I have been meditating on community standards, and have both addressed the right of a community to form standards, and their right to change them. In these essays, I was thinking of a faith community and worked under the assumption that this was a faith community with voluntary membership, and no power to dictate standards to those outside its community. Specifically, I’ve been defending the idea that a community can have shared values and vision.
Sometimes the individual members, or in the case of a Yearly Meeting sometimes entire meetings are not united behind what once were valued community standards. Sometimes it goes beyond apathy and extends to antipathy. Sometimes, community standards are either misguided, or at times even harmfully wrong. What recourses does a community member have in addressing such an issue?
Before moving forward, the community or local church should prayerfully consider whether the issue is worthwhile. It takes an effort to change something, for the old has a history. Those who want to change should seek to understand the old. We should be careful that the change is an improvement. Because our community has a history, we owe it to ourselves and our future to maintain a respectful dialogue with this history — we may disagree, but we should listen. After listening to the past, and examining the issue, we really should decide: “Is it worth addressing this issue?”
If this issue is worth addressing then I recommend finding and using the proper agency of change. No matter how passionate, a group of changeable people will not remain the same. The community is constantly redefining itself as its members learn how to live with each other. A larger community will have a system for producing change and evaluating its standards.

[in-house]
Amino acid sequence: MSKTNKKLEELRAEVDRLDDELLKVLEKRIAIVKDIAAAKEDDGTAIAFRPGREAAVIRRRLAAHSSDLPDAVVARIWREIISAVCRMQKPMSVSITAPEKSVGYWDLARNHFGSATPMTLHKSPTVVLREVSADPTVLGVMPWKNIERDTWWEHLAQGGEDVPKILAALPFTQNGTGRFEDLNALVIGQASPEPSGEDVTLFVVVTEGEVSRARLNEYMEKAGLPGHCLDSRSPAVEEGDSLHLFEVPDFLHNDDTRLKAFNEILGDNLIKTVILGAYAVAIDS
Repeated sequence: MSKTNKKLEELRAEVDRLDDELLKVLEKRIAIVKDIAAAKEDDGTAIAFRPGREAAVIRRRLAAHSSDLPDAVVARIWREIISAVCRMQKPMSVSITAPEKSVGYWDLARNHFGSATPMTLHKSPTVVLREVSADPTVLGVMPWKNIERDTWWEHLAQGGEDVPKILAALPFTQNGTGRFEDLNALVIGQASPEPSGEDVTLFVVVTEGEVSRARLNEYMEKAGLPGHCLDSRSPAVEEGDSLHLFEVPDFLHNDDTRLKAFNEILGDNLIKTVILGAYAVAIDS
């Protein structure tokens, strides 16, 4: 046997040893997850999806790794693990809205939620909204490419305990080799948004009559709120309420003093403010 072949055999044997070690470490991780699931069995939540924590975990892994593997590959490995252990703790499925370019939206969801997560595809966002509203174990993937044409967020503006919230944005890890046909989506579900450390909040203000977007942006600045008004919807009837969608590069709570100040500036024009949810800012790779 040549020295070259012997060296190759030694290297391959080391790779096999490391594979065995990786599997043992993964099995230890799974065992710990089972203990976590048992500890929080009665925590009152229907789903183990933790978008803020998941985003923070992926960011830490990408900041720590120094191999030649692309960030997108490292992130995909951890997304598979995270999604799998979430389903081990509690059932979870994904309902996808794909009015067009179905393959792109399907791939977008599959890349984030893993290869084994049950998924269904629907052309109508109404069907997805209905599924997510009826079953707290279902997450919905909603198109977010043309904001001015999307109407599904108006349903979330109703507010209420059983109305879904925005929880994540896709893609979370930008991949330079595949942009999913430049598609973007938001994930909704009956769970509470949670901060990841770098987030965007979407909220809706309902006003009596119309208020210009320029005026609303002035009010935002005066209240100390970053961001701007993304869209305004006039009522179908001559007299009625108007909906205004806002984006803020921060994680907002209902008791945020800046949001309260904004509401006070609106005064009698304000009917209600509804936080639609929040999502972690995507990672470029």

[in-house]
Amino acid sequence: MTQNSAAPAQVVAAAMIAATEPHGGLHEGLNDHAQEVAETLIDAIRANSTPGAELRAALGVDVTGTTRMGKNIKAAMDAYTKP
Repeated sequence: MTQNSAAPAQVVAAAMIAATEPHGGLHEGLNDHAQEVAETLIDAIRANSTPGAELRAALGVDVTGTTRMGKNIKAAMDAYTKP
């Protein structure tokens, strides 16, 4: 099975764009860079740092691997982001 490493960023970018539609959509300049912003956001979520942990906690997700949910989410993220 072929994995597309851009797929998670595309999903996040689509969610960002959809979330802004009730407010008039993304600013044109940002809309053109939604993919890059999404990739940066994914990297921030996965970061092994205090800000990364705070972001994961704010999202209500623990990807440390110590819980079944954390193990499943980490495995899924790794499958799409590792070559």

If the issue is too important to go through the process, a voluntary community always gives the option of leaving. In the case of a faith community a letter telling why you are surrendering membership can alert the community to the seriousness of the issue. It is sad if there is an issue that is more important than participation with the community, but sometimes this happens. People leave churches, and churches leave denominations because issues become greater than the value given to the community. Fortunately, when the members value and respect the community this extreme option can be avoided.
In a way, the option of “civil disobedience” is a more extreme option. Bluntly, it is the height of arrogance to think we can set our own standards and disrespect the community. It is true we can communicate our protest by getting ourselves cast out of the community instead of leaving voluntarily, but this creates unnecessary tension in the community. It is damaging if a member acts in civil disobedience but is not punished for some become jealous because “rules apply to some but not others”, others become frustrated, because there is a lack of clarity, still others wonder if there is any respect for the idea of community.
Wrong standards need changed and not ignored. When something is ignored, it damages the credibility of all standards, and damages the strength of the community. If civil disobedience is commonplace, and discipline is non-existent it is not community but anarchy. Eventually those who seek community will find it somewhere else. My recommendation is that civil disobedience should only be used to protest injustice, or issues that are actively harming another.
We live in community, being in community is part of being human. We are not only individuals, but we are groups — this is why our biggest life challenges fall not when we are conflicted with ourselves, but when the communities we belong to are in conflict with one another. Our idea of self is related to our relationship with community, thus if community is wrong, we need to seek ways to engage community. When engaging community, we must also continually consider that we might also be mistaken. In the end, the hope is to reconcile and strengthen community through engagement.